Incidentally, during the 45th session, the Core Group on Human Rights and the Environment, composed of Costa Rica, Maldives, Morocco, Slovenia, and Switzerland, reported on their consultations regarding the international recognition of the right to a safe, clean, healthy, and sustainable environment and their intent to continue to pave the way to its global recognition. Their informal consultation process is currently undertaking individual and small group consultations and will be followed by regional consultations. They asserted that “a safe, clean, healthy, and sustainable environment is integral to the full enjoyment of a wide range of human rights to life, health, food, water and sanitation” and affirmed its crucial effect on present and future generations.

Likewise, Michelle Bachelet, the United Nations High Commissioner for Human Rights, in her statement on October 5th, 2020 at the high-level international conference on human rights and environmental protection called attention to the climate crisis and other environmental degradation as “contributing both directly and indirectly to human rights violations around the world.” She highlighted the law as one of the most effective tools to hold governments accountable, bolster human rights, protect human health and the Earth. She specifically called for global recognition and effective implementation of the human right to a healthy environment as a “fundamental prerequisite for the enjoyment of all other rights.”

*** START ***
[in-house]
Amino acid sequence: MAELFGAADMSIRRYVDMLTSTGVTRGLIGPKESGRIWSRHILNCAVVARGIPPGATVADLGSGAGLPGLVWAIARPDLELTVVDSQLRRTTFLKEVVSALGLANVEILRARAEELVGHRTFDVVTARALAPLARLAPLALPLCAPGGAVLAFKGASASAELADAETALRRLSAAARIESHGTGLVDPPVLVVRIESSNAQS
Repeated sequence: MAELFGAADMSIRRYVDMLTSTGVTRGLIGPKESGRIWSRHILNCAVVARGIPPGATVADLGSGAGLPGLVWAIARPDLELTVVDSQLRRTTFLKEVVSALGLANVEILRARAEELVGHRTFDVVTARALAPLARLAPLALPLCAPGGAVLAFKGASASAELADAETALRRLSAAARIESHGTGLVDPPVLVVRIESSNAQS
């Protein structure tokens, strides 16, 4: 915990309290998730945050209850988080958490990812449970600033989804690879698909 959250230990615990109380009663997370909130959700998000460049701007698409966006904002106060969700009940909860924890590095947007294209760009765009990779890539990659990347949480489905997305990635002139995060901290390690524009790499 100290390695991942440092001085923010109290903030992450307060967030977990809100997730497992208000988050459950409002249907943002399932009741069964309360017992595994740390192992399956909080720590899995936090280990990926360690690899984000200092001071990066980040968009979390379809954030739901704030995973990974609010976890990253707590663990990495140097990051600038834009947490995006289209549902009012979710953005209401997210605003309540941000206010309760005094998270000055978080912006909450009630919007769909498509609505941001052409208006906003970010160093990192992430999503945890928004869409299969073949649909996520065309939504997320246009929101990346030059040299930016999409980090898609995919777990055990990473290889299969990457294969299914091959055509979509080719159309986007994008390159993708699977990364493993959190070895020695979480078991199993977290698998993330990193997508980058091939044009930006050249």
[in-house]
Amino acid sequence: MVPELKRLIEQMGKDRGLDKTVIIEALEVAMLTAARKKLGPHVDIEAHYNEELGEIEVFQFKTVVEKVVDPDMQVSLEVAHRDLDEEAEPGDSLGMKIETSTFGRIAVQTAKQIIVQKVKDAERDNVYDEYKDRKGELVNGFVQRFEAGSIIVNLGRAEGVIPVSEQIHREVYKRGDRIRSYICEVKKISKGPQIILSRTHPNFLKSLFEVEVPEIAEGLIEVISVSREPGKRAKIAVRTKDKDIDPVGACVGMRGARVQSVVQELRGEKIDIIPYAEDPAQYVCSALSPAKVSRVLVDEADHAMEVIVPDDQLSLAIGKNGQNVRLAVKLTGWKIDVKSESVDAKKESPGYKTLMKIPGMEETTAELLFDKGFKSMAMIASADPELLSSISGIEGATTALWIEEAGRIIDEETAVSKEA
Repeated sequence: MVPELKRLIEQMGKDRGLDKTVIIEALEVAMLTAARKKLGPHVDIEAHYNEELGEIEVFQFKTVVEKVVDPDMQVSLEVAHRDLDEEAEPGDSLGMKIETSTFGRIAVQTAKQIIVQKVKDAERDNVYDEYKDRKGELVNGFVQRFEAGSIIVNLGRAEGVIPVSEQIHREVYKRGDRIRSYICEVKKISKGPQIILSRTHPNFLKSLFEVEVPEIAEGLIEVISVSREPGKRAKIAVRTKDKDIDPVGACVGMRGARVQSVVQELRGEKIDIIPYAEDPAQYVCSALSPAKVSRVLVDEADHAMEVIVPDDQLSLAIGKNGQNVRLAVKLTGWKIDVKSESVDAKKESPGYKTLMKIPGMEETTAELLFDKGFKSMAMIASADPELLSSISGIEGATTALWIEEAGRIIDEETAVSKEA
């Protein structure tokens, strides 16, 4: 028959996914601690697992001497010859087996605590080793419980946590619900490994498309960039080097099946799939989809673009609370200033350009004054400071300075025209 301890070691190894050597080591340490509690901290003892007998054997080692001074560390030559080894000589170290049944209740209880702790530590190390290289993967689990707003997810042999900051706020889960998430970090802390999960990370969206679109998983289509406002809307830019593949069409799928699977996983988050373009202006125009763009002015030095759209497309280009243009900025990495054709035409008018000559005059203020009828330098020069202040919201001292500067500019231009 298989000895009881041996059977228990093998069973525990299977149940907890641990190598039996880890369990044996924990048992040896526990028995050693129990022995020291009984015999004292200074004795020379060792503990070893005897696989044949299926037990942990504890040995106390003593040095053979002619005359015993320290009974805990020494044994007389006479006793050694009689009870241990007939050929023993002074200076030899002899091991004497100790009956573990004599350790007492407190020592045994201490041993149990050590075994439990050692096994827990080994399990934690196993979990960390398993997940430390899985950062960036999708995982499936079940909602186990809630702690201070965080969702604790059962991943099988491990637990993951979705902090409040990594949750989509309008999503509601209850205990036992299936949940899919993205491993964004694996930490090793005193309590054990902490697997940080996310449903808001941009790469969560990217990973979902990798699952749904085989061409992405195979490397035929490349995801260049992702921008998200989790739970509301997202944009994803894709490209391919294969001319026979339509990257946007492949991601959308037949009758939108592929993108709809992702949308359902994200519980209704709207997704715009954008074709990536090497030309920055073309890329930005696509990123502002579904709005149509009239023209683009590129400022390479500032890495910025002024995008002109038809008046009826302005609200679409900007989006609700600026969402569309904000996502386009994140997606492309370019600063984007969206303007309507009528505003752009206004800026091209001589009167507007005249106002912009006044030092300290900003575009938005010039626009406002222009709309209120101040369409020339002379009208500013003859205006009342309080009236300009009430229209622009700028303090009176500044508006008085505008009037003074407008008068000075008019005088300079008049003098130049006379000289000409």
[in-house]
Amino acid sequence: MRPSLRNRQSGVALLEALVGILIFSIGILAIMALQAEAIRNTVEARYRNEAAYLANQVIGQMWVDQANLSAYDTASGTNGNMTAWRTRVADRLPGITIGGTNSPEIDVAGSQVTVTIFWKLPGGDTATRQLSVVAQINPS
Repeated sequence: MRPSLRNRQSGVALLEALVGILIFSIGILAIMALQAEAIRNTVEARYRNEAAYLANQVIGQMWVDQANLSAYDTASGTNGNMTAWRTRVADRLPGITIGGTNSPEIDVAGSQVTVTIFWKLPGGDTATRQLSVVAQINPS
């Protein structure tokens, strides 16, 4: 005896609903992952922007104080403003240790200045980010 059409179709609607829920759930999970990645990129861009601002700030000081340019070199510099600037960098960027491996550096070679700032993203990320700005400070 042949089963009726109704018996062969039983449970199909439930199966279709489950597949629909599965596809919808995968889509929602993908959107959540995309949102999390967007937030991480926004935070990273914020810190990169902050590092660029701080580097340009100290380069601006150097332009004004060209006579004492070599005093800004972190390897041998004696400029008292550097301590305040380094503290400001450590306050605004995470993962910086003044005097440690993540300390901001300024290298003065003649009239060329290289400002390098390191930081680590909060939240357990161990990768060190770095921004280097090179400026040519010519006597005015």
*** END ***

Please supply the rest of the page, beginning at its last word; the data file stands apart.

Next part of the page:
These statements strongly calling for a universal right to a healthy environment appear to initiate a first phase within the United Nations system towards the recognition of a universal right to a healthy environment that could happen in March 2021. The universal right to a healthy environment could thus be a new legal norm to protect the environment as well as the health of human beings, especially in the face of current environmental challenges.

Conclusion

Resolution A/HRC/45/L.48/Rev.1 is a landmark resolution as it calls all States to recognize the right to a healthy environment in their national legislation to ensure, in particular, children’s rights. In addition, the resolution highlights the necessity to take additional measures to protect children from environmental harm. It is thus a decisive success for the rights of children, which potentially paves the way towards the adoption of a universal right to a healthy environment. As we face more environmental challenges, international cooperation is crucial in the recognition of the right to a healthy environment for all. The growing support for such recognition truly reflects the necessity to adopt and implement such right for the health, well-being, and dignity of all.

The authors express their thanks to Sébastien Duyck and Otto Spijkers for their valuable insights.